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  HOME | Caribbean

Dominican Judge Resumes Hearing on Odebrecht Bribery

SANTO DOMINGO – Dominican Judge Francisco Ortega on Tuesday resumed the hearing to look into the bribery case involving a group of officials – including a government minister, politicians and local businessmen – and Brazil’s Odebrecht construction firm.

Ortega resumed the hearing after postponing it twice last week so that attorneys for the accused could receive and review copies of the indictment.

The hearing was held in the Supreme Court chambers, where the accused were transported under heavy security from the Palace of Justice in downtown Santo Domingo where they have been held since May 29.

The Public Ministry has asked that the defendants be held for 18 months pending trial.

Among the 10 defendants are Industry and Trade Minister Temistocles Montas and the chairman of the main opposition PRM party, Andres Bautista, along with businessman Angel Rondon, the former representative for Odebrecht and designated by the Public Ministry as the person who received and distributed the bribes.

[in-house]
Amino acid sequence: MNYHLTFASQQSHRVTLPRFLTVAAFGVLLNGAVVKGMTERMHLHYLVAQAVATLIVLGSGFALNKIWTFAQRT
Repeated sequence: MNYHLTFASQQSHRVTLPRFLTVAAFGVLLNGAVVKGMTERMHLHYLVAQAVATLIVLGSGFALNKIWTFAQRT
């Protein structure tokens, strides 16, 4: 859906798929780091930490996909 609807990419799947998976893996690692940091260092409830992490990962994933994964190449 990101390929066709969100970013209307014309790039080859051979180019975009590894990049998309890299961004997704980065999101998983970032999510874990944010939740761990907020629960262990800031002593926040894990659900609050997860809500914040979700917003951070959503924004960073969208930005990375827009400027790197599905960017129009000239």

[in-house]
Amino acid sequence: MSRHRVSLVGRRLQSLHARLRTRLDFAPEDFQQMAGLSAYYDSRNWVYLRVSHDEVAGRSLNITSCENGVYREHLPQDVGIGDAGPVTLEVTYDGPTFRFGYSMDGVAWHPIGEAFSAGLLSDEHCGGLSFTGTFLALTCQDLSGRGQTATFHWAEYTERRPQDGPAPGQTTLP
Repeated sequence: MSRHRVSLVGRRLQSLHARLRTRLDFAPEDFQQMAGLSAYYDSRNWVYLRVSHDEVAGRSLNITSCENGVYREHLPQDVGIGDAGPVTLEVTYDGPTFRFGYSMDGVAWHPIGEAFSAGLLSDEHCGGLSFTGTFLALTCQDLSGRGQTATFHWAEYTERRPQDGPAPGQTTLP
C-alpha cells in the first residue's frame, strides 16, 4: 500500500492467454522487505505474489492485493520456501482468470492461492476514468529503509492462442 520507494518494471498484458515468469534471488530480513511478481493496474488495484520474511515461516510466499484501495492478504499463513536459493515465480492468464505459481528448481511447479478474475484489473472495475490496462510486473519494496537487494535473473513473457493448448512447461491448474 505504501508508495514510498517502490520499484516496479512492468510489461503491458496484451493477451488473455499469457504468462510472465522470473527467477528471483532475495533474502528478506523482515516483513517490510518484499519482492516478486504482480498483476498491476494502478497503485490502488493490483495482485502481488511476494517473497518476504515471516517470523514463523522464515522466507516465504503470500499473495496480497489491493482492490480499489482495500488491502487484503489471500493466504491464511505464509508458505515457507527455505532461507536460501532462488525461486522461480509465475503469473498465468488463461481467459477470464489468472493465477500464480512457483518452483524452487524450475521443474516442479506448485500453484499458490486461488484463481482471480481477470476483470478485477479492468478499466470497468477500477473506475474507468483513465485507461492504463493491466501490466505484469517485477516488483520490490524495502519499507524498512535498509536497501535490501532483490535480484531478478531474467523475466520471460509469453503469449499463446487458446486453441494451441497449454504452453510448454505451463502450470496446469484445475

Two senators from the governing PLD party and a PRM lawmaker are also under indictment but they have not been arrested while their respective legislative chambers decide whether or not to rescind their parliamentary immunity.

Another defendant is engineer Bernardo Castellanos, who is abroad and has said he will return to face the charges against him, although he has not done so yet.

The members of the group have all separately denied any links with the case, although they are charged with bribery, criminal association, illicit enrichment, money laundering and other crimes.

Shortly after his arrest, Montas said that in 16 years as a public official, he “had never been connected directly or indirectly with unseemly or illegal actions.”

The minister also put his Cabinet post at the disposal of President Danilo Medina, who has not commented publicly on the accusations against Montas.

In April, Odebrecht agreed to pay the Dominican government $184 million – double the amount of the bribes the firm paid between 2001-2014 to assorted officials to secure public works contracts – to settle the case.

Odebrecht also agreed to reveal the names of the individuals who accepted bribes in exchange for its employees not being charged with crimes in the Caribbean nation.

 

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